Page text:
Excalibur Visionaries: Alan Davis, v. 2
Collects: Excalibur #51-8, Excalibur: XX Crossing (1992)
Released: January 2010 (Marvel)
Format: 240 pages / color / $24.99 / ISBN: 9780785144557
What is this?: Alan Davis continues his second run on Excalibur with a little help from the Marvel staff.
The culprits: Alan Davis, writing and drawing, along with writer Scott Lobdell, penciler Joe Madureira, and others
Excalibur was a spinoff of X-Men that launched in the late ‘80s, featuring three ex-X-Men (Shadowcat, Nightcrawler, and Phoenix II), Captain Britain, and his girlfriend, Meggan. The book was written by Chris Claremont, drawn by Alan Davis, and set in the U.K., and it had some humor and some alternate reality plots that were a legacy of earlier Captain Britain stories. Pretty straightforward, really. By the time the stories in Excalibur Visionaries: Alan Davis, v. 2, came around, however, things were a little muddled.
Plotwise, this one’s all over the place. You start out with a serviceable cross-time / alternate Earth story, then dive into the confusing backwater of Phoenix continuity, before making a sidetrek into a non-Davis (and very ’90s) story of Captain Britain and Spider-Man fighting a group of foreign-exchange students who transform into various ethnic varieties of dogs and call themselves “the Litter.” (Is there a Eurotrash joke there? I can’t be sure.) After Davis returns to do a Crazy Gang story, readers would be well served to ignore XX Crossing — a pointless story where an assassin with time powers tries to prove himself to Dr. Doom by trying to kill Excalibur in one of the most convoluted ways possible. To finish out the book, there’s two two-part stories: one, a very dark story featuring Captain Britain and Psylocke’s flesh-warping brother, and the second, in which Excalibur fights very stupid trolls, guest starring the X-Men.
Is this a humor book, as it started out? Is it a satellite X-book, which is what it becomes? Is it a waste of time? I can’t be sure. Is Davis sure?
One point the reader has to keep in mind is that there are a few non-Alan Davis issues interspersed throughout the volume — #53 and XX Crossing most prominently, but #57-8 are only plotted by Davis. That’s both a drawback and a blessing; the volume is titled Alan Davis, v. 2, after all, and presumably the book is geared more at Davis fans than Excalibur completists. But it’s also good to keep telling the story; even though #53 is missable (it’s a fill-in flashback story about how Peter Parker made Captain Britain a better hero), leaving it out would create a hole in the sequence that readers would wonder about. On the other hand, XX Crossing isn’t in the sequence, it’s not a story you ever hear about, and it’s not that good, so it could have been omitted for … well, Davis didn’t work on #59-60 at all, but at least you could get it out of the way before Alan Davis, v. 3, collects #61-7.
So, when it comes to the Davis stories, what do we have? Well, there’s the silliness of the dino-Excalibur, then comes the Phoenix exposition, the Crazy Gang, and the very serious Jamie Braddock story, in which Excalibur finally discovers that A Big Secret. Other than the dino story in #51, this book feels like Davis is using his limited schedule to wrap up plotlines. He tries to explain Phoenix as best as he can; he puts the Crazy Gang, who was one of Excalibur’s first adversaries, off the board but somewhere where they can be called in again; and he not only brings back Jamie for the first time since #27 but he also allows Excalibur to discover something that happened in #4 — that Sat-Yr-9 has killed Captain Britain’s old girlfriend and replaced her, working against Excalibur and Meggan, Captain Britain’s new girlfriend. Davis then leaves other writers and artists to tell other stories.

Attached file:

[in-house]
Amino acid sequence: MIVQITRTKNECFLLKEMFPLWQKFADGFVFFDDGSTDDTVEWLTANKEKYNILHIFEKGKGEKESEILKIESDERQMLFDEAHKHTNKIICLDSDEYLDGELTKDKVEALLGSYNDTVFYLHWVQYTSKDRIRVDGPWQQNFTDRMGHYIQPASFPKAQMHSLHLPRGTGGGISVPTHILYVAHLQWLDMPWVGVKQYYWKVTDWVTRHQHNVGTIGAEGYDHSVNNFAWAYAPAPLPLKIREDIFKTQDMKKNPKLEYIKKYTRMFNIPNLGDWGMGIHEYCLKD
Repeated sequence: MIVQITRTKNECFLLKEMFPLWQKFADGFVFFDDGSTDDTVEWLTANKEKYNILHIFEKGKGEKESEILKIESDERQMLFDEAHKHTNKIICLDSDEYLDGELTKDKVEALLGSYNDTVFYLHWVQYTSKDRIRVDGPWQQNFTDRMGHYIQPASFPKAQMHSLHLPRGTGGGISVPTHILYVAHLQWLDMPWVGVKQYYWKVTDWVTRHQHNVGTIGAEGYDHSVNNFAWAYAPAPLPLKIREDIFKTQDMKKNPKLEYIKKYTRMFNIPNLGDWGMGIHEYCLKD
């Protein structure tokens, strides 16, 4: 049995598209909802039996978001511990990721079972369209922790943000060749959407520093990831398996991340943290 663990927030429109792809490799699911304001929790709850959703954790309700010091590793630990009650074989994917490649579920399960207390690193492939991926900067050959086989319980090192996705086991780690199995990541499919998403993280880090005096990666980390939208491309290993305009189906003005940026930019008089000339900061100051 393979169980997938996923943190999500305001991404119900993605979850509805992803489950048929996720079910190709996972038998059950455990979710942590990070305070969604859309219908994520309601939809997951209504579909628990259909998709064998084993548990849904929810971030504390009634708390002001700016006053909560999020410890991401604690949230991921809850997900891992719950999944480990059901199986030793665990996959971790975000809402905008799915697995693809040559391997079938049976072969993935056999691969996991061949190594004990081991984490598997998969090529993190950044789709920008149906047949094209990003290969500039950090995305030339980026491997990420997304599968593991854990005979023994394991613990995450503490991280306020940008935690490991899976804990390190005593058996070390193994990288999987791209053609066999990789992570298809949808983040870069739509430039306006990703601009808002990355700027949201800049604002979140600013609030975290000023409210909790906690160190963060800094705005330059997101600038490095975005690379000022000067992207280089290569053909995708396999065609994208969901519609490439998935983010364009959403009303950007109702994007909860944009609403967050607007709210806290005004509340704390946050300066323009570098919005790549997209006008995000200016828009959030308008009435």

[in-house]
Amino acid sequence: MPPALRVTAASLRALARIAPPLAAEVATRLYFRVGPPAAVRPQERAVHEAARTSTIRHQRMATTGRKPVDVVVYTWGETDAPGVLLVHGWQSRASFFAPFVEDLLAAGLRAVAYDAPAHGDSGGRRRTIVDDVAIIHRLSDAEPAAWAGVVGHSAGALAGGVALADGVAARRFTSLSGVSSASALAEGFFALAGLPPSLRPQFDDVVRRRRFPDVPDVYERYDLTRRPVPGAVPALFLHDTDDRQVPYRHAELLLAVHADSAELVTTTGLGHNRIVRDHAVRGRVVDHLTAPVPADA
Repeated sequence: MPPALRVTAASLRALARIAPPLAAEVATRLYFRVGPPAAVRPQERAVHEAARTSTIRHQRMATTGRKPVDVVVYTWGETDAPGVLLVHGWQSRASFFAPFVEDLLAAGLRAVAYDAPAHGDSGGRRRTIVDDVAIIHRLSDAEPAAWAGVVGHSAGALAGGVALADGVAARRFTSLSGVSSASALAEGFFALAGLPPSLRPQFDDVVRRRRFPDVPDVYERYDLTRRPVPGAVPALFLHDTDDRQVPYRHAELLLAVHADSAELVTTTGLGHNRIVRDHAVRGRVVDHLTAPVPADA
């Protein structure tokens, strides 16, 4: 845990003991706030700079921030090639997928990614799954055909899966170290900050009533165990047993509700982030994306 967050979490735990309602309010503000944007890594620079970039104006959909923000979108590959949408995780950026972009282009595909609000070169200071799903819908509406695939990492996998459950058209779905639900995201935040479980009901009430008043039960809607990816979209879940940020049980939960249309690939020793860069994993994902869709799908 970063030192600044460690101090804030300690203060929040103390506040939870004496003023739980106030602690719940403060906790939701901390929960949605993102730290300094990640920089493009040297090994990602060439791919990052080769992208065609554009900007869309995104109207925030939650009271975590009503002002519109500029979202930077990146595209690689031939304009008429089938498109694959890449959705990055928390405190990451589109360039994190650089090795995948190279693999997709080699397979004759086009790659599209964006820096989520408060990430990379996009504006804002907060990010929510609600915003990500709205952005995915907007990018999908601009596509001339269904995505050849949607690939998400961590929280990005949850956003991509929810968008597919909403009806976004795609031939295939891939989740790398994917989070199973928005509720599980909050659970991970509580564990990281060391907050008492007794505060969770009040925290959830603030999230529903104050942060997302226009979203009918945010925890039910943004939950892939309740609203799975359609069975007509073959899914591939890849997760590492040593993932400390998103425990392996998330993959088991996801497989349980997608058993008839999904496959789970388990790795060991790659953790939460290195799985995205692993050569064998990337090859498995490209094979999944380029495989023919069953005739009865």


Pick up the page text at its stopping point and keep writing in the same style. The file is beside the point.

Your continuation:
But it doesn’t completely work. First of all, those stories are not up to Davis’s standards. Secondly, they make the stories’ subject matter feel haphazard — yanked in one direction by Davis, another by Scott Lobdell, then back to Davis, etc. Thirdly, the revelations feel sudden; Excalibur was going through roster changes at the time, and Davis’s plot-heavy revelations don’t allow new characters such as Cerise or Feron to express themselves. The seriousness and sadness of #55-6 is moving, but Davis doesn’t have the time to follow it up and make the consequences stick or register the emotional fallout.
Fortunately, Davis’s artwork is beautiful, as always. So crisp, so elegant — it’s a pleasure to read. He provides the art for #54-6 only, though. The cover of the book — taken from the cover of #55 — is ill-chosen, I think. It’s a nice Alan Davis image, but it makes it look like this is Excalibur Visionaries: Alan Davis, v. 2, guest starring Psylocke’s legs and breasts (and all territories in between). The cover for #52, which is used on the back cover, probably would have been better.
Most of the rest of the art is provided by competent artists who come up short when put next to Davis in a volume named after Davis. Joe Madureira, however, stands out with his pencils in #57-8, although his work doesn’t show his manga influences as much as his later efforts do.
This is an up-and-down book that never seems to find its level. Having not read v. 1, I can’t say that reading v. 1 makes a difference. I suspect it doesn’t, although that book is completely written and drawn by Davis. More Davis is exactly what this book needs — the art, if nothing else. As it stands, there’s more disappointment than panels drawn by Davis.
Rating: (1.5 of 5)